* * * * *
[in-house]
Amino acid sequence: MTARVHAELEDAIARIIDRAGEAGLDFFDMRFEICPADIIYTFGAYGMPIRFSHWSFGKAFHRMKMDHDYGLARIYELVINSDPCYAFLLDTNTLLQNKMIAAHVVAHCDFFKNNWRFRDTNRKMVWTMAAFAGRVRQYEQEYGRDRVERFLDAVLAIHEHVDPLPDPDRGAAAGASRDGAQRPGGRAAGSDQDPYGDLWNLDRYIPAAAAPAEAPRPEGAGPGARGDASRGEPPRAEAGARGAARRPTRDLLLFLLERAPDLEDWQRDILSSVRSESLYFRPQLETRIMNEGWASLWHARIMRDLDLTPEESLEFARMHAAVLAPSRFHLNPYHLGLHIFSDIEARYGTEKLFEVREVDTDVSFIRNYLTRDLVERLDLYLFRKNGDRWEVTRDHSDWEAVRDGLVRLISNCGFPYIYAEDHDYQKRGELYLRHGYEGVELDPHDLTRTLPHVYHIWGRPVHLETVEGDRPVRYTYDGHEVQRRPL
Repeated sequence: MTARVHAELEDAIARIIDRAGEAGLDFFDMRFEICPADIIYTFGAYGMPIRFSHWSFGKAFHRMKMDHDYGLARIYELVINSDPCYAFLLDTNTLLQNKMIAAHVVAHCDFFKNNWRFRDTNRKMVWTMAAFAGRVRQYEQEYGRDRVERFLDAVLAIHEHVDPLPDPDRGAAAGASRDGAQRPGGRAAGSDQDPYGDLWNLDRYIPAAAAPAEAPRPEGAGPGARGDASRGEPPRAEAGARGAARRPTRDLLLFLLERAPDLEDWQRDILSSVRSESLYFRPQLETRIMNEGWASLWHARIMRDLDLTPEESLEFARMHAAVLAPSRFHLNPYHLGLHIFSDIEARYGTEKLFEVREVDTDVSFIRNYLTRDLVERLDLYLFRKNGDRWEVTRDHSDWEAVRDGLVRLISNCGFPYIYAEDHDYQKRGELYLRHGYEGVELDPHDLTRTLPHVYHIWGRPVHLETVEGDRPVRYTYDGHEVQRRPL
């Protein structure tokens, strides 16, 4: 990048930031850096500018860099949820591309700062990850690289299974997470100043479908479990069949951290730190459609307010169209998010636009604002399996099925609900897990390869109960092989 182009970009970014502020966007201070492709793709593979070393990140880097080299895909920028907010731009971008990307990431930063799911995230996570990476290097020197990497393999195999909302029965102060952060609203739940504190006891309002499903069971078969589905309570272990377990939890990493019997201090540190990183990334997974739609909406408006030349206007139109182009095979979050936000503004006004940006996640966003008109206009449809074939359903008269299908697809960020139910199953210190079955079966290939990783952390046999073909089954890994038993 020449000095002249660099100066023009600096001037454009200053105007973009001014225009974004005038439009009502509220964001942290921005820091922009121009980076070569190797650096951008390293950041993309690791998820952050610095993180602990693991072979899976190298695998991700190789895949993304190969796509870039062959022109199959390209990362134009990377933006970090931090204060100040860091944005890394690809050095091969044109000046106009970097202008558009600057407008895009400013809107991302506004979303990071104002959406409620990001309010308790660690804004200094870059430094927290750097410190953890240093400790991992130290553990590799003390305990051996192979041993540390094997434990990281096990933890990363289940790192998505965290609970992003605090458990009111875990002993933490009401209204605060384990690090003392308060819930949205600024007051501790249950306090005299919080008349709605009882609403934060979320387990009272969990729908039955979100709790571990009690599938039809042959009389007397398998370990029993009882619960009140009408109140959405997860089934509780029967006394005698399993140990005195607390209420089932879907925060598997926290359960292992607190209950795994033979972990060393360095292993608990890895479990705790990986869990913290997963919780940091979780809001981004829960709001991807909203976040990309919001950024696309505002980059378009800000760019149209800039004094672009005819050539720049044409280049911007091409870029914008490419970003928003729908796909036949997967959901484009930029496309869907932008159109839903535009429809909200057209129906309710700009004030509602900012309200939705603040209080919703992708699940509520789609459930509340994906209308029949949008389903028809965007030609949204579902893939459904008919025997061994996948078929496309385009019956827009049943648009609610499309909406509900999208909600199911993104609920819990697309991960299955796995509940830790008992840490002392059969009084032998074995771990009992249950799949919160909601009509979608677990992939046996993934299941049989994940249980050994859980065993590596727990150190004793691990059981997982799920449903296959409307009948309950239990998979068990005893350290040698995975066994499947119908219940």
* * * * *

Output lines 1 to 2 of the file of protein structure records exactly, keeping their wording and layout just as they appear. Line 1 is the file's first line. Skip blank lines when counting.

[in-house]
Amino acid sequence: MTARVHAELEDAIARIIDRAGEAGLDFFDMRFEICPADIIYTFGAYGMPIRFSHWSFGKAFHRMKMDHDYGLARIYELVINSDPCYAFLLDTNTLLQNKMIAAHVVAHCDFFKNNWRFRDTNRKMVWTMAAFAGRVRQYEQEYGRDRVERFLDAVLAIHEHVDPLPDPDRGAAAGASRDGAQRPGGRAAGSDQDPYGDLWNLDRYIPAAAAPAEAPRPEGAGPGARGDASRGEPPRAEAGARGAARRPTRDLLLFLLERAPDLEDWQRDILSSVRSESLYFRPQLETRIMNEGWASLWHARIMRDLDLTPEESLEFARMHAAVLAPSRFHLNPYHLGLHIFSDIEARYGTEKLFEVREVDTDVSFIRNYLTRDLVERLDLYLFRKNGDRWEVTRDHSDWEAVRDGLVRLISNCGFPYIYAEDHDYQKRGELYLRHGYEGVELDPHDLTRTLPHVYHIWGRPVHLETVEGDRPVRYTYDGHEVQRRPL